New article: Open collaboration in the public sector – The case of social coding on GitHub

Cover imageGovernment Information Quarterly has just published a new article titled “Open collaboration in the public sector – the case of social coding on Github“.

Abstract:

Open collaboration has evolved as a new form of innovation creation in the public sector. Government organizations are using online platforms to collaborative create or contribute to public sector innovations with the help of external and internal problem solvers. Most recently the U.S. federal government has encouraged agencies to collaboratively create and share open source code on the social coding platform GitHub and allow third parties to share their changes to the code. A community of government employees is using the social coding site GitHub to share open source code for software and website development, distribution of data sets and research results, or to seek input to draft policy documents. Quantitative data extracted from GitHub’s application programming interface is used to analyze the collaboration ties between contributors to government repositories and their reuse of digital products developed on GitHub by other government entities in the U.S. federal government. In addition, qualitative interviews with government contributors in this social coding environment provide insights into new forms of co-development of open source digital products in the public sector.

Highlights

  • Open collaboration is introduced as a new form of innovation creation to code, share, and improve government software code.
  • Quantitative data about contributions and reuse of software code is analyzed using a social network analysis approach.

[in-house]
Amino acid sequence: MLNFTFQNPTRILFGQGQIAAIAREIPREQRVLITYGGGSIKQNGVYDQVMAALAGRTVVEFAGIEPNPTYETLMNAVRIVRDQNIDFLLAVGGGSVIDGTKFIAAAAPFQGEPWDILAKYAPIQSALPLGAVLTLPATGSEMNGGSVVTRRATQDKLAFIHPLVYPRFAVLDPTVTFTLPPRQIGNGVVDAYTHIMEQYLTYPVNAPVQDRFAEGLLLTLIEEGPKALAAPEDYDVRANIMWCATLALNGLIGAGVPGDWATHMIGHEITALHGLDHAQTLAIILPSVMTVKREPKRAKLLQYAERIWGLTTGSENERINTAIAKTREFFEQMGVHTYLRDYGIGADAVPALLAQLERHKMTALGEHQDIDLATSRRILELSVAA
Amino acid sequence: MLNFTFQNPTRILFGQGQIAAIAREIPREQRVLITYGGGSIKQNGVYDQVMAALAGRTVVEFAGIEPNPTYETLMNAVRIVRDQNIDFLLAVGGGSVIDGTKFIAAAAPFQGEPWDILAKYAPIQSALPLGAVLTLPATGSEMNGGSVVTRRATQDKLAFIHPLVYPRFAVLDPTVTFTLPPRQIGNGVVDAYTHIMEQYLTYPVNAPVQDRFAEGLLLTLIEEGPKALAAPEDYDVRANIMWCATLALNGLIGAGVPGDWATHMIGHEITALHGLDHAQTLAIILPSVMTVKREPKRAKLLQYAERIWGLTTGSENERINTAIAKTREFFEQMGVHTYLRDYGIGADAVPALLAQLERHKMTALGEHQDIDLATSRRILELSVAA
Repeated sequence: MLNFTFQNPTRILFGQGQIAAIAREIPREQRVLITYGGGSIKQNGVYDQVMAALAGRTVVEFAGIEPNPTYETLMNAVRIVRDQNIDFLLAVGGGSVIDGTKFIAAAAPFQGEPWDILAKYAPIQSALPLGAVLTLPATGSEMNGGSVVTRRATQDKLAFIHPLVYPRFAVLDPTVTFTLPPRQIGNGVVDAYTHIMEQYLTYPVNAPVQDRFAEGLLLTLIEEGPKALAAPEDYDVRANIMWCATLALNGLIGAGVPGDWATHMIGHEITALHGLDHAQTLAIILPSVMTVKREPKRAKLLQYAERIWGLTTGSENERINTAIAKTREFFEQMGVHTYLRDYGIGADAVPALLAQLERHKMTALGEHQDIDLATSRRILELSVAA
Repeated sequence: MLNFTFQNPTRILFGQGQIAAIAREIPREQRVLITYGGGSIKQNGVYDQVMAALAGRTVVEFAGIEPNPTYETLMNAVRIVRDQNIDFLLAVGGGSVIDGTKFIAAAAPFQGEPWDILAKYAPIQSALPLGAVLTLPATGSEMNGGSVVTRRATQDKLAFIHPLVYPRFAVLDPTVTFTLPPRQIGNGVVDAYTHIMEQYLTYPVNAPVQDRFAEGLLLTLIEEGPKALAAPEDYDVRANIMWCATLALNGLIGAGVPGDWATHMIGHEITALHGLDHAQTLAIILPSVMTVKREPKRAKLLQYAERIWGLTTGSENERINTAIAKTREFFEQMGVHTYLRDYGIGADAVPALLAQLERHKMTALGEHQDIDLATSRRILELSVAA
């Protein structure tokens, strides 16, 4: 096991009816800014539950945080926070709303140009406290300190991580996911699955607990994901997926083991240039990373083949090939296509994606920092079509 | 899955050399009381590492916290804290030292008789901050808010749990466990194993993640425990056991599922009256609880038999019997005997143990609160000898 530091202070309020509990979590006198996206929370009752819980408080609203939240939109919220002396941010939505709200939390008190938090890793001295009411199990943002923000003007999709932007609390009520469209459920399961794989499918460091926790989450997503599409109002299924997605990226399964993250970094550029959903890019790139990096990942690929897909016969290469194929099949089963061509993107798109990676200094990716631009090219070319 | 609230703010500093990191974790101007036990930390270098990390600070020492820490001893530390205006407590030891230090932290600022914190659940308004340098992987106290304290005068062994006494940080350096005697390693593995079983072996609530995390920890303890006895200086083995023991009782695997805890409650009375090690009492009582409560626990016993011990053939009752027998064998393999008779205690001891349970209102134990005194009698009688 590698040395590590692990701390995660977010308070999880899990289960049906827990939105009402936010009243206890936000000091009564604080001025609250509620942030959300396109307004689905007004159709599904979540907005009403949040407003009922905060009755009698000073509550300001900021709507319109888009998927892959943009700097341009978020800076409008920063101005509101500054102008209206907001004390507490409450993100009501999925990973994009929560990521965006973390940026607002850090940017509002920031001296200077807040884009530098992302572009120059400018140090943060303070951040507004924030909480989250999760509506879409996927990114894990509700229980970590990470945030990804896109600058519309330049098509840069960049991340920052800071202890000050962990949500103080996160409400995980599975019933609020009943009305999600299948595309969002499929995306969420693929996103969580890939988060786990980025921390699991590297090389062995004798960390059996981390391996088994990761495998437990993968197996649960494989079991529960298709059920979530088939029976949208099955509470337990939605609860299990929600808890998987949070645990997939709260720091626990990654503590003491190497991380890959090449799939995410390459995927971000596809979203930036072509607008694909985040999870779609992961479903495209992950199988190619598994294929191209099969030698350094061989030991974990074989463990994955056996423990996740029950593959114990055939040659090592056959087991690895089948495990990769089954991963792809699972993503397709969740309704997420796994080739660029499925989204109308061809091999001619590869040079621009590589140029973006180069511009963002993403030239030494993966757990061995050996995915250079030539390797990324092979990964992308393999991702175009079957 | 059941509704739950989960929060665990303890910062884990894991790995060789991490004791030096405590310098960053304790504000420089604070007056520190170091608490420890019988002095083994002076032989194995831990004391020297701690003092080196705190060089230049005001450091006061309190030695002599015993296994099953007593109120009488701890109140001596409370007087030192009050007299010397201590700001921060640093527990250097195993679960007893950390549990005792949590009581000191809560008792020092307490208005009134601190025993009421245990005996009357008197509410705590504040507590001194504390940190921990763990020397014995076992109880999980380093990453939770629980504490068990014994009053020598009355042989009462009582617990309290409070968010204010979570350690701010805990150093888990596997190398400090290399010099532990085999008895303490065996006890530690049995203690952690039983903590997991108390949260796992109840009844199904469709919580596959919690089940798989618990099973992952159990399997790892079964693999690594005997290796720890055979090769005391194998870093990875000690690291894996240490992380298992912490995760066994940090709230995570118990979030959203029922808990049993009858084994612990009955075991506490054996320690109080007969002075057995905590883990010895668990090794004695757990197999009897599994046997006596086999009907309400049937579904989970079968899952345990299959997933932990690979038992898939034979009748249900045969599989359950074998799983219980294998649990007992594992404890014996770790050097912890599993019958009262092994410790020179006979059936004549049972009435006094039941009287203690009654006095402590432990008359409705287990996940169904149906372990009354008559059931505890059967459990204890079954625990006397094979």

• Contributors to the government social coding process have the intention to improve existing code for inhouse reuse.
  • Contributors mostly hail from within government, while code reuse is distributed across the world.
  • Code is not limited to website elements or online platforms, but also includes datasets and draft policy document.

Reference:

Mergel, I. (2015): Open collaboration in the public: The case of social coding on GitHub, in: Government Information Quarterly, 32(2015), pp. 464-472, doi: 10.1016/j.giq.2015.09.004.

Advertisements

About Ines Mergel

I am Full Professor of Public Administration at the Department of Politics and Public Administration at University of Konstanz, Germany. Previously, I served as Assistant and then Associate Professor (with tenure) at the Maxwell School of Citizenship and Public Affairs, Syracuse University, NY. In my research, I focus on informal social networks in the public sector and the adoption and diffusion of digital service innovations in government organizations. I teach classes on social media management, digital government, public management, and social network analysis.

Leave a Reply

Fill in your details below or click an icon to log in:

WordPress.com Logo

You are commenting using your WordPress.com account. Log Out / Change )

Twitter picture

You are commenting using your Twitter account. Log Out / Change )

Facebook photo

You are commenting using your Facebook account. Log Out / Change )

Google+ photo

You are commenting using your Google+ account. Log Out / Change )

Connecting to %s